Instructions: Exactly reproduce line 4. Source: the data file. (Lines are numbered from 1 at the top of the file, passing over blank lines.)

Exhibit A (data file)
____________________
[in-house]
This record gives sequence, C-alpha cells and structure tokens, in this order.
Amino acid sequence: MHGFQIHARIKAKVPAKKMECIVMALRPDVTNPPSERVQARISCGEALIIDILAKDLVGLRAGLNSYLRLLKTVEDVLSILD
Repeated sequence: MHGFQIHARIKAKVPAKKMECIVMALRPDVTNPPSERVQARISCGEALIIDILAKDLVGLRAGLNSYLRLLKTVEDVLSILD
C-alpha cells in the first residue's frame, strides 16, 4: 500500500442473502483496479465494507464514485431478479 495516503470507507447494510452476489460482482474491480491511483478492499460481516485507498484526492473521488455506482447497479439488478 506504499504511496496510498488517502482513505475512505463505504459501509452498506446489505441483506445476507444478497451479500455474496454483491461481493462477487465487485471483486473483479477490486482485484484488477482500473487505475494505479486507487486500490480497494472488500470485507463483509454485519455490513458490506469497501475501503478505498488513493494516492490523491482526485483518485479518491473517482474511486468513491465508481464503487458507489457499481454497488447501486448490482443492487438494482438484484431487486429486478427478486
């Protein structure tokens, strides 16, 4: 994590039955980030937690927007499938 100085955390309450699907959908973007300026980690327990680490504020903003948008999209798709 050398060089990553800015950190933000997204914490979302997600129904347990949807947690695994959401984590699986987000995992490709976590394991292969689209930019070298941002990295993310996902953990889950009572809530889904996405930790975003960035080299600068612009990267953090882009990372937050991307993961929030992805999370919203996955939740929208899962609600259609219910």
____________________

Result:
Repeated sequence: MHGFQIHARIKAKVPAKKMECIVMALRPDVTNPPSERVQARISCGEALIIDILAKDLVGLRAGLNSYLRLLKTVEDVLSILD